find the latest legal job
Corporate Counsel and Company Secretary
Category: Generalists - In House | Location: Newcastle, Maitland & Hunter NSW
· Highly-respected, innovative and entrepreneurial Not-for-Profit · Competency based Board
View details
Chief Counsel and Company Secretary
Category: Generalists - In House | Location: Newcastle, Maitland & Hunter NSW
· Dynamic, high growth organisation · ASX listed market leader
View details
In-house Projects Lawyer | Renewables / Solar | 2-5 Years PQE
Category: Generalists - In House | Location: All Australia
· Help design the future · NASDAQ Listed
View details
Insurance Lawyer (3-5 PAE)
Category: Insurance and Superannuation Law | Location: Brisbane CBD & Inner Suburbs Brisbane QLD
· Dynamic organisation ·
View details
Legal Counsel
Category: Corporate and Commercial Law | Location: North Sydney NSW 2060
· 18 month fixed term contract · 3-5 years PQE with TMT exposure
View details
Don't change Migration Act: ALHR

Don't change Migration Act: ALHR

The Federal Government should process asylum seekers onshore and not change legislation to accommodate offshore processing, according to the president of Australian Lawyers for Human…

The Federal Government should process asylum seekers onshore and not change legislation to accommodate offshore processing, according to the president of Australian Lawyers for Human Rights.

Stephen Keim SC said that in light of last week's landmark decision by the High Court, which ruled the Government's so-called Malaysia Solution to be invalid, and the advice of the Commonwealth Solicitor-General released earlier this week, onshore processing should now be the preferred option.

"Onshore processing is the legally certain, least expensive and most humane and principled way ahead for determining asylum-seeker claims," said Keim.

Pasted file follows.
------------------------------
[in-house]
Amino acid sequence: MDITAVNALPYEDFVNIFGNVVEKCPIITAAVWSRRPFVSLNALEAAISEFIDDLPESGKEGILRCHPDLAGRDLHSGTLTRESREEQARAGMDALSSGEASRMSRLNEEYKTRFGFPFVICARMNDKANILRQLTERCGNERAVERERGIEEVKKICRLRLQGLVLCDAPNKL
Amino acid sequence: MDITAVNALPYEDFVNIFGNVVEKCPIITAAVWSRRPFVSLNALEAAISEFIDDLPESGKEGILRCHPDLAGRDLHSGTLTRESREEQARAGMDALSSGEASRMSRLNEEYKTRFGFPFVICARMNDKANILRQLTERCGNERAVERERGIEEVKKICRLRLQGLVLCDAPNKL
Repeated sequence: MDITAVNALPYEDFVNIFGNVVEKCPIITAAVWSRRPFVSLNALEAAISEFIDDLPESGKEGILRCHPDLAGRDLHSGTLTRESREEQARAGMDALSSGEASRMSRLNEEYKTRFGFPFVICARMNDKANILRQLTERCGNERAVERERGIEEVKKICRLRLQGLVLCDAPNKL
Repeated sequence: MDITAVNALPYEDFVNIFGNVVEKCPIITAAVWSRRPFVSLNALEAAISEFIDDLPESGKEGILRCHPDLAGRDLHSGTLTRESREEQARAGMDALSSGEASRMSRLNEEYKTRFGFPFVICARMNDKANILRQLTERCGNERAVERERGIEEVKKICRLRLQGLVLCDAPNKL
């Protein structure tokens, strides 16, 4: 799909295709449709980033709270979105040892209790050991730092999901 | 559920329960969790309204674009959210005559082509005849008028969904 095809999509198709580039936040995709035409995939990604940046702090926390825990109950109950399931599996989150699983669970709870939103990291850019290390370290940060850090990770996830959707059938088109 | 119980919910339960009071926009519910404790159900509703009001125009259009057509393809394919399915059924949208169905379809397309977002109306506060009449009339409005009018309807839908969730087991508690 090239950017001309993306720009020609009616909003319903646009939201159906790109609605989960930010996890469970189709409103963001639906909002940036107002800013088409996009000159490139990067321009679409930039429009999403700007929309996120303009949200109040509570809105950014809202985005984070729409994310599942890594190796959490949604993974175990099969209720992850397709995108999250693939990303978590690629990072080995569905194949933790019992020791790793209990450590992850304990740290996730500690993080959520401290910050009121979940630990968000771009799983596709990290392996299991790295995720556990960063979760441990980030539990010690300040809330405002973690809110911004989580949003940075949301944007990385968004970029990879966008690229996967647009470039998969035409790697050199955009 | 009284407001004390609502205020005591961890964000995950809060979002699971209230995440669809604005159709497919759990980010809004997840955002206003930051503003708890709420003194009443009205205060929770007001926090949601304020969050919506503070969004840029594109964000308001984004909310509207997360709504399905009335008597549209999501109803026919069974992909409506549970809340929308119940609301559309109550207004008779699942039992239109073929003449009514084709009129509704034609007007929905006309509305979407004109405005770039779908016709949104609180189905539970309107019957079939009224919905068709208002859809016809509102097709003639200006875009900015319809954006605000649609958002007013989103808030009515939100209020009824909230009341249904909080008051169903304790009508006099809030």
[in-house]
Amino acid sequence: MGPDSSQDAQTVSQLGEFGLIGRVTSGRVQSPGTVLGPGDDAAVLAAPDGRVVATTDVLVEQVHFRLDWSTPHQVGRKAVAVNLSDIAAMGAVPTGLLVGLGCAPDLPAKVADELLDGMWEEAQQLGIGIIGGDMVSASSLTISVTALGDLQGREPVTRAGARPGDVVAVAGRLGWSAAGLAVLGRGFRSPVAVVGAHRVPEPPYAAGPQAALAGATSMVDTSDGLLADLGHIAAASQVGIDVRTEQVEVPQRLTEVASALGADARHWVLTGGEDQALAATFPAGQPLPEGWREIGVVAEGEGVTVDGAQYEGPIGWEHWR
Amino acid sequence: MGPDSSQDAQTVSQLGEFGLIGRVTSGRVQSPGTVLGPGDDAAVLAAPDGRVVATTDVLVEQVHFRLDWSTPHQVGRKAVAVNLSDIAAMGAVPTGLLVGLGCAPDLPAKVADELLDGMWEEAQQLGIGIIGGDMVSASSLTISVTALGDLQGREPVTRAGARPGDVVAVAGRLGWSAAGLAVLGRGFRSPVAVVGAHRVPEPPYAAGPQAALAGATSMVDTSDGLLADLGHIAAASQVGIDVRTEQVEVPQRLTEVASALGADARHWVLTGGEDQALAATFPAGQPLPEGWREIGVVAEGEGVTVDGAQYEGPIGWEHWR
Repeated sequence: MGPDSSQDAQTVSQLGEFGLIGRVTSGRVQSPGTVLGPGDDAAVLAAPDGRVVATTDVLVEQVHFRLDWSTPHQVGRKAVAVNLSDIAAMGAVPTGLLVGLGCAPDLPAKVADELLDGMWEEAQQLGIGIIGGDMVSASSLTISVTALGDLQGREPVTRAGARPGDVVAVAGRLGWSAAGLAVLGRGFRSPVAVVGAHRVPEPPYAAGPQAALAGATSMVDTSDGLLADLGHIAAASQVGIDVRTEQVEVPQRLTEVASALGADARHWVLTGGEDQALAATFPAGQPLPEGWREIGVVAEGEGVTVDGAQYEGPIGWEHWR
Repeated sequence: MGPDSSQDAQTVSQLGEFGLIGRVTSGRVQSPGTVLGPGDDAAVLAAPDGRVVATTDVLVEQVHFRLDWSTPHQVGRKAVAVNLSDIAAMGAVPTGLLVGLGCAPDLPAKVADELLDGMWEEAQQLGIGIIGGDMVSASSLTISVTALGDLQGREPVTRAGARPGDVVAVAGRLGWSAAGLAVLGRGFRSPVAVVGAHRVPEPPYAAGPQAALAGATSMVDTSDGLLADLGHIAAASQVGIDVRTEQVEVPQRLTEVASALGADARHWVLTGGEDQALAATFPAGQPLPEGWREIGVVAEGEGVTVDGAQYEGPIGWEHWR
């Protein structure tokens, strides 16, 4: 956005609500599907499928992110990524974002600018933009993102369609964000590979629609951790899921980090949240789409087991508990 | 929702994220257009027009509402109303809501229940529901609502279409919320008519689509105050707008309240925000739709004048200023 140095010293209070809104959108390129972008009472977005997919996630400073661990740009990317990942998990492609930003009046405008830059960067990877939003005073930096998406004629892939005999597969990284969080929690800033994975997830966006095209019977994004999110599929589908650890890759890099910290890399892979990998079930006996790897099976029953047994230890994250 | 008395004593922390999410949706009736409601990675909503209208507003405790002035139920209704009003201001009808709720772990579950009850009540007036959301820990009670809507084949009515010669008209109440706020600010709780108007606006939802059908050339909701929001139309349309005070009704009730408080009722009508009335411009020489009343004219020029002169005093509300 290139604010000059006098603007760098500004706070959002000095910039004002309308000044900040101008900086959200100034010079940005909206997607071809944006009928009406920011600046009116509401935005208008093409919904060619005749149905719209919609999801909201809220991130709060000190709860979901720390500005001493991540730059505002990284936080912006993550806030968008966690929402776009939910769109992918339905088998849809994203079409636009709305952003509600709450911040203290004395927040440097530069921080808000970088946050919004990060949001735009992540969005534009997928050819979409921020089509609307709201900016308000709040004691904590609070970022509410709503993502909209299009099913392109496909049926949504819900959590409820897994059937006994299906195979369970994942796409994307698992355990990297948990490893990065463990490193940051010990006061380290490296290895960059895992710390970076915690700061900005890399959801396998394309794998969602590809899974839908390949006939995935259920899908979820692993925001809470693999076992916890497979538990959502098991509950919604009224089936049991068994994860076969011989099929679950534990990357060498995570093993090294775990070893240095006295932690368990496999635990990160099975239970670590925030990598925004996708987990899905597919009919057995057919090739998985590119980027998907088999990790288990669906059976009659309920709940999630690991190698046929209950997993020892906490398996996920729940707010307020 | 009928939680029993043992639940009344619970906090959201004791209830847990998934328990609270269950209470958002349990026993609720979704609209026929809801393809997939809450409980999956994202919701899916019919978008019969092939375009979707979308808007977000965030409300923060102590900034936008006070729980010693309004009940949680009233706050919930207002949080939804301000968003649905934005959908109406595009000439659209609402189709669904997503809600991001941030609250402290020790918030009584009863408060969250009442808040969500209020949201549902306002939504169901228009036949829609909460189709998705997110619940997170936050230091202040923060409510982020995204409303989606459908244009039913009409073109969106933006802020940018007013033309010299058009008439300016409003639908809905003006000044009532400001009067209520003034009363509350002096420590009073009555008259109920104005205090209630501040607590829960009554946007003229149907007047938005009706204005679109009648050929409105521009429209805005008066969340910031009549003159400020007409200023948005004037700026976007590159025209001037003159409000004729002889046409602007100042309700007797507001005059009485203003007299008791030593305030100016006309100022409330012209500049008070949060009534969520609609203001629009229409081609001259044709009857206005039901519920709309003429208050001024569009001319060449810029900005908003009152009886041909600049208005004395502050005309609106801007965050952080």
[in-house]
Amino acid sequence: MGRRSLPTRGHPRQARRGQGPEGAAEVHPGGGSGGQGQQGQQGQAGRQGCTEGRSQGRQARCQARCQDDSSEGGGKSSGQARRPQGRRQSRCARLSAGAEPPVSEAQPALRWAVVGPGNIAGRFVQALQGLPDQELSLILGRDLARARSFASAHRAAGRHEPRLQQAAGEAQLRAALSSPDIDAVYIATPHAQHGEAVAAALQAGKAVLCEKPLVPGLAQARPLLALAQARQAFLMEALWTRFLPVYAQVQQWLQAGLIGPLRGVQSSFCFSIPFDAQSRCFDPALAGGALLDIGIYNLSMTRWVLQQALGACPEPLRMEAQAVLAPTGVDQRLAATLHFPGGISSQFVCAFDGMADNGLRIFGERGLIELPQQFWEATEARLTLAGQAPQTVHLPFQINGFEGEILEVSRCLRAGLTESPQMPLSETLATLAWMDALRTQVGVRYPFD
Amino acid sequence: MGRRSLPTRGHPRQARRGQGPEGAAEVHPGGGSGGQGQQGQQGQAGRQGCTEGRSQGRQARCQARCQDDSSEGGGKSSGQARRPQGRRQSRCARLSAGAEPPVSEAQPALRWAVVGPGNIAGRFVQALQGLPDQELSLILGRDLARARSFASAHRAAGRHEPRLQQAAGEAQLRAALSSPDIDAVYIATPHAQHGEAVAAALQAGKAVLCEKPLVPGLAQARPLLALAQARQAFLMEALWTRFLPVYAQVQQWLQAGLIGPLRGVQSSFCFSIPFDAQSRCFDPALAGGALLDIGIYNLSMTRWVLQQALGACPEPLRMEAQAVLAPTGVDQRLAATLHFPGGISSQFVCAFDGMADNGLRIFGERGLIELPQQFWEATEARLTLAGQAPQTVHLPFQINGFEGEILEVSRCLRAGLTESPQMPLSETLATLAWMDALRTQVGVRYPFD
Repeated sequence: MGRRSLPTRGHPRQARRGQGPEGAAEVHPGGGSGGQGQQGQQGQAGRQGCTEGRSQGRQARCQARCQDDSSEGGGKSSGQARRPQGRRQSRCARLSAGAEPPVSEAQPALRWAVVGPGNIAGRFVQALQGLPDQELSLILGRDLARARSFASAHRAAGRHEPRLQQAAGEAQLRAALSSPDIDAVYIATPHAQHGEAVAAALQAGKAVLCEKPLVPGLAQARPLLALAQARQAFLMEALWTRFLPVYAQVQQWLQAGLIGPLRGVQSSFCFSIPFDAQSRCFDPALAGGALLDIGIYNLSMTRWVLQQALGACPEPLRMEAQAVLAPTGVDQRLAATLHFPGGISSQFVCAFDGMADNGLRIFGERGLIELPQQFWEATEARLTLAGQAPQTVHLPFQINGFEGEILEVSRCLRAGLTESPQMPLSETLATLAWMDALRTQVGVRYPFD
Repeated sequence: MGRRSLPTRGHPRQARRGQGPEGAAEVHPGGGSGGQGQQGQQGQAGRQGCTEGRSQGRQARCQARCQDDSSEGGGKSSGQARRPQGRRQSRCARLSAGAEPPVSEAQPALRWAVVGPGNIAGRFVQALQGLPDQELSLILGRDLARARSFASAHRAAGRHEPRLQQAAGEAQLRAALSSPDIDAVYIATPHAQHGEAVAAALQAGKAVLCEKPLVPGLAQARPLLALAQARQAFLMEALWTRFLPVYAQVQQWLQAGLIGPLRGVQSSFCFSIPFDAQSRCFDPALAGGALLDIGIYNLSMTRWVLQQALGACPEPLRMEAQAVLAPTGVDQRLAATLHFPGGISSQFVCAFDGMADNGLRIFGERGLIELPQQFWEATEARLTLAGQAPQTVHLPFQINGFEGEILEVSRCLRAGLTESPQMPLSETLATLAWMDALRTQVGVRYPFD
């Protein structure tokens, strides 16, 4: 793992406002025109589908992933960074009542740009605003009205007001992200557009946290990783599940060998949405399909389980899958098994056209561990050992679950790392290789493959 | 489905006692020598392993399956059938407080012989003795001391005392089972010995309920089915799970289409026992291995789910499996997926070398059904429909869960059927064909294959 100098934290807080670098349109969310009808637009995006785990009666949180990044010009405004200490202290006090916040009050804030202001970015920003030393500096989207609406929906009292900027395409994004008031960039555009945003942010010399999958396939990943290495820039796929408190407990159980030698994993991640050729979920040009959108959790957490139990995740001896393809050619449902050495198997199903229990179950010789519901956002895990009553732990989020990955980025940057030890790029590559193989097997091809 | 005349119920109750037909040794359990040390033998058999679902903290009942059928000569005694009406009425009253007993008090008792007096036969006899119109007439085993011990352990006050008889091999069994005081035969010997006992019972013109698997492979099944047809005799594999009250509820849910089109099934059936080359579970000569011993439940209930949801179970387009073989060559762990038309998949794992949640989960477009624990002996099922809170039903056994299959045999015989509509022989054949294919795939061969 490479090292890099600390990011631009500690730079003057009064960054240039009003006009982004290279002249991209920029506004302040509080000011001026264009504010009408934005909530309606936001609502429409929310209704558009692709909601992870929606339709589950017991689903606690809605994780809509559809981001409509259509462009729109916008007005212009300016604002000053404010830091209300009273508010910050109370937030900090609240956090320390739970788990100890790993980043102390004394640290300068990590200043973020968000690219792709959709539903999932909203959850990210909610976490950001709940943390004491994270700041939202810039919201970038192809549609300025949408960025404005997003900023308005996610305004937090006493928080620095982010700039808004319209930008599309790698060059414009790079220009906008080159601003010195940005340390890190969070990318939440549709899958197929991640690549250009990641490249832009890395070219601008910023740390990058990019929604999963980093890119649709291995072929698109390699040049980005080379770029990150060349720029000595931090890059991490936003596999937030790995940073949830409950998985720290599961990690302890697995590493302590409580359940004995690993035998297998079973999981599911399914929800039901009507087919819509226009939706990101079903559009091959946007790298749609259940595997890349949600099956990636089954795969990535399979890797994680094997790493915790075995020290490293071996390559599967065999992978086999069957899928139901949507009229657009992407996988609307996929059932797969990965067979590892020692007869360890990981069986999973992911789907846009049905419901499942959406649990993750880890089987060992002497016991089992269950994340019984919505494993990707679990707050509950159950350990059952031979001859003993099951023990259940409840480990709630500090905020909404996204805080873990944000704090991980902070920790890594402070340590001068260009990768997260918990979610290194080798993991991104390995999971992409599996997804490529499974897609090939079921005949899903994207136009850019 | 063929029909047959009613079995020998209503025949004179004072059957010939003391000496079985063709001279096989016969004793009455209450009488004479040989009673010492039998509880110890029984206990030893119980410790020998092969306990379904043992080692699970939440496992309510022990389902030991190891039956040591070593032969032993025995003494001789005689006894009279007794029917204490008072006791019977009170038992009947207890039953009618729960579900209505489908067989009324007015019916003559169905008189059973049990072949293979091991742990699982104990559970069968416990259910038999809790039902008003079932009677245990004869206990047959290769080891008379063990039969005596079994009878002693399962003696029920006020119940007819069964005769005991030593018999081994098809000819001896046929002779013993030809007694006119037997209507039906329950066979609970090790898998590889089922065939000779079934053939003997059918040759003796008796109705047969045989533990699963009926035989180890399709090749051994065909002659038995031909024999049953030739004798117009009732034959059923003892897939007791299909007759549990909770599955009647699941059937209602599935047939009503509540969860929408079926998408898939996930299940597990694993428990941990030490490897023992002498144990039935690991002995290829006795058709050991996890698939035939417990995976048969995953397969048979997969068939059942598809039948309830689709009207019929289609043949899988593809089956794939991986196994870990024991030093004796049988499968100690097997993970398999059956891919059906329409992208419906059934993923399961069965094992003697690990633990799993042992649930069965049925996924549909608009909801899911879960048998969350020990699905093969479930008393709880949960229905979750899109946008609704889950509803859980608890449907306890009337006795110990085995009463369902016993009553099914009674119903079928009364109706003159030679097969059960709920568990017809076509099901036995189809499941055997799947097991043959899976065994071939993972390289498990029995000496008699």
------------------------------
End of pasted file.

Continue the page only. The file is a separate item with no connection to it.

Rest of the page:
In the High Court decision handed down on 31 August, the Malaysia Solution was deemed unlawful as it did not provide adequate protection to those being sent to Malaysia.

In welcoming the decision, Keim said its significance lay with the fact that it "casts substantial legal uncertainty on a 10-year policy that has been proven to be morally deficient and economically wasteful".

He also said that given the High Court's reasoning, it is unlikely that any of Australia's neighbours - with the exception of New Zealand - would be suitable for processing Australia's asylum seekers.

"The fact remains that Australia, notwithstanding the shortcomings in its own approach to asylum seekers, is in the best position to meet its freely undertaken obligations under international law to ensure adequate human rights protections to people while they are pursuing their legitimate right to seek asylum from persecution," said Keim.

Keim also cautioned the Government against resurrecting the Nauru and Manus Island processing and detention - neither of which has been scrutinised by the High Court. Keim added that even though Nauru has recently acceded to the Refugee Convention, questions remain as to whether its domestic protections would satisfy the criteria under s198A of the Migration Act.